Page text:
What Is a Paralegal?
A paralegal is an individual who is professionally trained to assist attorneys and lawyers while under their direct supervision. A paralegal is authorized to perform a wide variety of work, including the following:
Case planning, development, and management
Fact gathering and retrieving information
Drafting and analyzing legal documents
Collecting, compiling, and utilizing technical information to make an independent decision and recommendation to the supervising attorney
Representing clients before a state or federal administrative agency, if allowed by law
Although lawyers assume ultimate responsibility for all legal work, they delegate many tasks to paralegals. Paralegals perform many similar tasks as lawyers, however, they are explicitly prohibited from carrying out duties considered to be within the scope of the practice of law, such as giving legal advice, and representing cases in court. One of the most important tasks a paralegal has is helping lawyers prepare cases for settlement or trial.
Paralegals will often perform the initial investigations of facts for cases and ensure all relevant information is considered in each legal case. Thereafter, they organize and keep track of all important case documents and make them available and easily accessible to the attorneys. After they analyze and organize the information obtained, paralegals may prepare written reports, initial letters to various companies, and speak to many people associated with the case. The attorneys then use this information in determining how each case should be handled. If an attorney decides it is necessary to file a lawsuit on behalf of the client, paralegals may be involved in preparing some of the initial paperwork to be filed with the court.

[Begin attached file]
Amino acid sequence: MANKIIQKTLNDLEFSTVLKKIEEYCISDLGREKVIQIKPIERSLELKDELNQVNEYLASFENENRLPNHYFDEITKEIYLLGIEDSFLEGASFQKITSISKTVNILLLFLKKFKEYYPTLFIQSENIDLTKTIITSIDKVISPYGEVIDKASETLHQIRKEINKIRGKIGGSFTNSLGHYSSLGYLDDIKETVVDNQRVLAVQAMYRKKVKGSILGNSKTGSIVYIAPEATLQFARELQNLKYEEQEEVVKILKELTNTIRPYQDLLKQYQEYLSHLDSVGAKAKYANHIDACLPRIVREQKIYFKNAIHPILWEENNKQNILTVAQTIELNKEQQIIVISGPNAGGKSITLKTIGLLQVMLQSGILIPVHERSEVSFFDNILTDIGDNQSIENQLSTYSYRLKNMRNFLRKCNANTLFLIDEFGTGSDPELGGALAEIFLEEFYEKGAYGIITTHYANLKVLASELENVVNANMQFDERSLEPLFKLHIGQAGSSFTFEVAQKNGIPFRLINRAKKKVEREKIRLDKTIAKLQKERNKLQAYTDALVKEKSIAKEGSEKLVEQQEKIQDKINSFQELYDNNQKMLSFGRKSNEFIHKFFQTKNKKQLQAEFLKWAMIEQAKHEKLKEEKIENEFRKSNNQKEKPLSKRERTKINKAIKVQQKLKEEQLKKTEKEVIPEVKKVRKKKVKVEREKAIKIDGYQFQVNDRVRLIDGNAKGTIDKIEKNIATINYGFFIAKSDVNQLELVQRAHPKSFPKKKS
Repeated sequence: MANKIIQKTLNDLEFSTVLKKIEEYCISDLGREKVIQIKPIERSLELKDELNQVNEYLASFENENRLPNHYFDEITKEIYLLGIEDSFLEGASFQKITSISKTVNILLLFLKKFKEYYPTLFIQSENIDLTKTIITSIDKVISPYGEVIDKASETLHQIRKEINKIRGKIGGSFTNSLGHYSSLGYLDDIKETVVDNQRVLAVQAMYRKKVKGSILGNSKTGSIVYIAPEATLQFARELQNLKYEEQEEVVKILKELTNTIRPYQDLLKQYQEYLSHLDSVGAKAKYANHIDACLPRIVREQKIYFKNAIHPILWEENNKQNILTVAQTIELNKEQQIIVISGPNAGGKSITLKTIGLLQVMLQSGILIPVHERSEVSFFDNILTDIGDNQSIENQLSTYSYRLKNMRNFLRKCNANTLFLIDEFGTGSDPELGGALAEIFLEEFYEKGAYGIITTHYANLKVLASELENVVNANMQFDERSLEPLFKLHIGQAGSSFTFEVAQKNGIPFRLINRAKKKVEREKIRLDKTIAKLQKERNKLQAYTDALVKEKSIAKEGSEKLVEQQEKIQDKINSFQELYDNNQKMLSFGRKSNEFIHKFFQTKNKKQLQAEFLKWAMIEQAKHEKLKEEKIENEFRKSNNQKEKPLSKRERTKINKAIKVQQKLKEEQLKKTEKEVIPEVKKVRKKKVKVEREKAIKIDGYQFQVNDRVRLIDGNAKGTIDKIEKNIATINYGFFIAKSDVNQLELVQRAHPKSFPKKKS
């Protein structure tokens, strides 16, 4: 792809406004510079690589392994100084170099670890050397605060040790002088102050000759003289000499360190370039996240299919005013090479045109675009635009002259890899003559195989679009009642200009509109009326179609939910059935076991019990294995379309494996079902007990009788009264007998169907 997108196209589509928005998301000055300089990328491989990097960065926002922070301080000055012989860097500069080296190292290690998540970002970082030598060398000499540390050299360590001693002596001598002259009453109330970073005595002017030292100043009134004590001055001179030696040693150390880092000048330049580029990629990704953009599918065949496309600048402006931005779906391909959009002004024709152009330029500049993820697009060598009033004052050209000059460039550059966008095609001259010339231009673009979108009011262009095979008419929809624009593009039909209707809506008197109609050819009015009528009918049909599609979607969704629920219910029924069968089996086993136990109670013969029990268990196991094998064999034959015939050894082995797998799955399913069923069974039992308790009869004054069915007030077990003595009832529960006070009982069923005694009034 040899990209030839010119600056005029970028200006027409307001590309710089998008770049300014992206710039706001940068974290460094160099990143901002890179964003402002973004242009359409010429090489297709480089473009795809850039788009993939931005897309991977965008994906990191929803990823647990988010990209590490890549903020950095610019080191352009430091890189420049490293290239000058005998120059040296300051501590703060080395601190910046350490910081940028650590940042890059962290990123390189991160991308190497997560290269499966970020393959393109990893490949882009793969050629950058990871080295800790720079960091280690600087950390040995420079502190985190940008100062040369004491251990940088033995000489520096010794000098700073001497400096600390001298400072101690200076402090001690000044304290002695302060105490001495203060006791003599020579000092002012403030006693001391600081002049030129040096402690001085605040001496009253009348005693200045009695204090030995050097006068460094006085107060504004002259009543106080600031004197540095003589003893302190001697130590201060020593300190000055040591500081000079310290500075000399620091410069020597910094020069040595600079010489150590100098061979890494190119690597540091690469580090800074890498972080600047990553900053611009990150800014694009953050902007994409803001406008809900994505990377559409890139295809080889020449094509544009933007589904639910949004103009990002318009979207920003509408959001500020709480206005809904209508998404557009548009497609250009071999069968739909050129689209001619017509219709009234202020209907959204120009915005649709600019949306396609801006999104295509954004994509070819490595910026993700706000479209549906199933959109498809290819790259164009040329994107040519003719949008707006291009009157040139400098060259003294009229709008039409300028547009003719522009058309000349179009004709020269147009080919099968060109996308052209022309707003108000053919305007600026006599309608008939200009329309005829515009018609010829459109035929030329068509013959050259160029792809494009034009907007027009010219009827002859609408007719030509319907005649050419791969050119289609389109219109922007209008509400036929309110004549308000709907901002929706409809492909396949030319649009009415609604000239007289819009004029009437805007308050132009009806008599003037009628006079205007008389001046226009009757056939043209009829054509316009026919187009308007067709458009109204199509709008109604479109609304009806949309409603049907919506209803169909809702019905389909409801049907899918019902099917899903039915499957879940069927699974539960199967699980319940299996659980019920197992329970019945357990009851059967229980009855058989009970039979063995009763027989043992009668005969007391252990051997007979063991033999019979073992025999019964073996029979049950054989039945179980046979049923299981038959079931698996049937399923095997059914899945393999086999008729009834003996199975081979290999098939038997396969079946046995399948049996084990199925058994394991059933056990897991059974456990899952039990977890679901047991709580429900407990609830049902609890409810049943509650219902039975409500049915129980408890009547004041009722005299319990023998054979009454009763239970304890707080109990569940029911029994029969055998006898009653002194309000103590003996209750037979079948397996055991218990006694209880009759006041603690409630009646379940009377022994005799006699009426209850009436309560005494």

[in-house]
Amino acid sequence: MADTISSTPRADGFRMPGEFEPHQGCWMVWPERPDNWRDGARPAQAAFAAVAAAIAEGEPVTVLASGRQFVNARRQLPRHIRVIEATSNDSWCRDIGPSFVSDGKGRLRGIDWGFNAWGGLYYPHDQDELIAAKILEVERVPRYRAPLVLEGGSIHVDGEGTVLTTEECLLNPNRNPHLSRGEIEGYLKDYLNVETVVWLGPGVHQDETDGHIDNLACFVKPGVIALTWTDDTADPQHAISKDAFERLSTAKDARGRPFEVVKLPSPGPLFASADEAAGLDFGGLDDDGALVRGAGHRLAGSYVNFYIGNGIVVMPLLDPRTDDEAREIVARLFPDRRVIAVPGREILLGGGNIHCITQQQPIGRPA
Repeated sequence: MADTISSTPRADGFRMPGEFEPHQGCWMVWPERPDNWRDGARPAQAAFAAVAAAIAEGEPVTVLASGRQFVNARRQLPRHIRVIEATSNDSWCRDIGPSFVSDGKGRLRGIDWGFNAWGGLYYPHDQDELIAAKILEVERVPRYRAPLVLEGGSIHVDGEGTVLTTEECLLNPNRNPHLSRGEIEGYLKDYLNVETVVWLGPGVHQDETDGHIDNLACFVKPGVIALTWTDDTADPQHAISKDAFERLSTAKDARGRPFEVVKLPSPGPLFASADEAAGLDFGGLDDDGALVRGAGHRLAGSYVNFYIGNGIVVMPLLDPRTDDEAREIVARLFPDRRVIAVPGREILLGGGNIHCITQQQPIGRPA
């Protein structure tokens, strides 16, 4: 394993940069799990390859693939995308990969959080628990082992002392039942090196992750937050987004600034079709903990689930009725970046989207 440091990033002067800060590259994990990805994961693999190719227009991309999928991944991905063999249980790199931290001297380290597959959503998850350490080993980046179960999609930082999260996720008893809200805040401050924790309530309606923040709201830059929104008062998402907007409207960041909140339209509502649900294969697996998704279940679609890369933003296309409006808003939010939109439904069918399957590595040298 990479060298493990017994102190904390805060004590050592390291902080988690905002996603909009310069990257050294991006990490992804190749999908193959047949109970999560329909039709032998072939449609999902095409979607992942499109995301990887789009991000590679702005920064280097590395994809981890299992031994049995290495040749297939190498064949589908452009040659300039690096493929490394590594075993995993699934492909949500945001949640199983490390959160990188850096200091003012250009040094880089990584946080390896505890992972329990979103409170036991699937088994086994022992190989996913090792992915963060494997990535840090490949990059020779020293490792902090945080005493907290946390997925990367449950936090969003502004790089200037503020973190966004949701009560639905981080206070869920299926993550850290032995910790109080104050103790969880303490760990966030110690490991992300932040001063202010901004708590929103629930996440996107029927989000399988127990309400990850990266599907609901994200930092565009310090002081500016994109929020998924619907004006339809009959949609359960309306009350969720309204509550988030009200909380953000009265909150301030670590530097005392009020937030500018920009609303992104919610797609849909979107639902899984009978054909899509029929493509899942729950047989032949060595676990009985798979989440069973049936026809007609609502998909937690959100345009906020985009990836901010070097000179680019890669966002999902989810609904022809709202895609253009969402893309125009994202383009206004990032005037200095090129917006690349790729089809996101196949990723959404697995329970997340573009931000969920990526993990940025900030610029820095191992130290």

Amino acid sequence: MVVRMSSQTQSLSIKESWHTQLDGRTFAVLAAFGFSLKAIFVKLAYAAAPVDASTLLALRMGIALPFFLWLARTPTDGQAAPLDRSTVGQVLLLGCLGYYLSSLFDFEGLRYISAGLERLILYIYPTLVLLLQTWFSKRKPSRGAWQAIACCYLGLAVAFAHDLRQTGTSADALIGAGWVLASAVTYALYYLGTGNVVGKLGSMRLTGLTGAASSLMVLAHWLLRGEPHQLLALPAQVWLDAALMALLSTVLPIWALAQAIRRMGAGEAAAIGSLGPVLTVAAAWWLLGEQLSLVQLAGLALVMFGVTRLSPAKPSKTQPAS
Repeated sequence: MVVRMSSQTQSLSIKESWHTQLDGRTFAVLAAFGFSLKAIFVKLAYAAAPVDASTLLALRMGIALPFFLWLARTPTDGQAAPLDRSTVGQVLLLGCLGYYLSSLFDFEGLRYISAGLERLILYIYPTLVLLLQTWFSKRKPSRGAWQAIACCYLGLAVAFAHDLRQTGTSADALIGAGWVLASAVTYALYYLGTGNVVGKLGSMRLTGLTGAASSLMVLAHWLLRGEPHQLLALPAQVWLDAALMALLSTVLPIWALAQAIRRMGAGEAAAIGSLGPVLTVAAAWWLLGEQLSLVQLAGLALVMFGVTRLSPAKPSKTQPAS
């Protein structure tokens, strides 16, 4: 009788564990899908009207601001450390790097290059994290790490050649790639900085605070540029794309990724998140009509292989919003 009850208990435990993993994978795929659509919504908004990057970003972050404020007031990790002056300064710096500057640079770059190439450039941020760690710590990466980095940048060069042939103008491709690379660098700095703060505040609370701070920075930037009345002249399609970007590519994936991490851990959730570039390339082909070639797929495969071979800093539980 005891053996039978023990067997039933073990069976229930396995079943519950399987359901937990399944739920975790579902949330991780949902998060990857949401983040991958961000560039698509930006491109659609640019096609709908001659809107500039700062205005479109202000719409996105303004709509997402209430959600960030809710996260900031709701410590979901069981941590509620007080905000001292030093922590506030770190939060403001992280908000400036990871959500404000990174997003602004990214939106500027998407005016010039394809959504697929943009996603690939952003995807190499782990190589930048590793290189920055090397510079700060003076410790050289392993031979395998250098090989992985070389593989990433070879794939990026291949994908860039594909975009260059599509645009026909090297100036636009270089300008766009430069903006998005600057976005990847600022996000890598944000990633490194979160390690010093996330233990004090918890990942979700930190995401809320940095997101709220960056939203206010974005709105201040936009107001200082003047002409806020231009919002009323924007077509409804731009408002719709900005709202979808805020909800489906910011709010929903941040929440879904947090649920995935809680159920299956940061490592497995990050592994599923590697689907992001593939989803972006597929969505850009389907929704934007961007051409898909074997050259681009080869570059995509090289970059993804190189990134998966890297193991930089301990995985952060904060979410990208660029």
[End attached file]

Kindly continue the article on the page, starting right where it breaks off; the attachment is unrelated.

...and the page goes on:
What To Look For in a Paralegal?
Since paralegals often work directly with clients or potential clients, a paralegal should be able to communicate well, be attentive to what the client’s needs are, and then document and present their findings and opinions to the attorney. While it is ultimately the attorney’s decision on how to proceed with each case, the paralegal provides insights and recommendations to assist the attorney.
How Can Paralegals Help?
Paralegals in law offices often help keep the cost of legal services down. However, many people believe that if they go to a document preparation service, they can get the same quality service as a legal office. This is not the case (unless your lawyer is not very good). Document preparation firms, even if they call themselves "paralegals," are limited to providing "self-help" assistance, as defined in 6400 of the Business and Professions Code. If any legal advice is necessary, they must refer you to a lawyer, however, all too often, they cross the line into practicing law without a license.
Connie Macias is our paralegal here at Inland Empire Law Group, and has been with us for many years. She does a great job and we are glad to have her assistance on our cases. If you have any questions about paralegals, get in touch with our team in Victorville or Rancho Cucamonga today!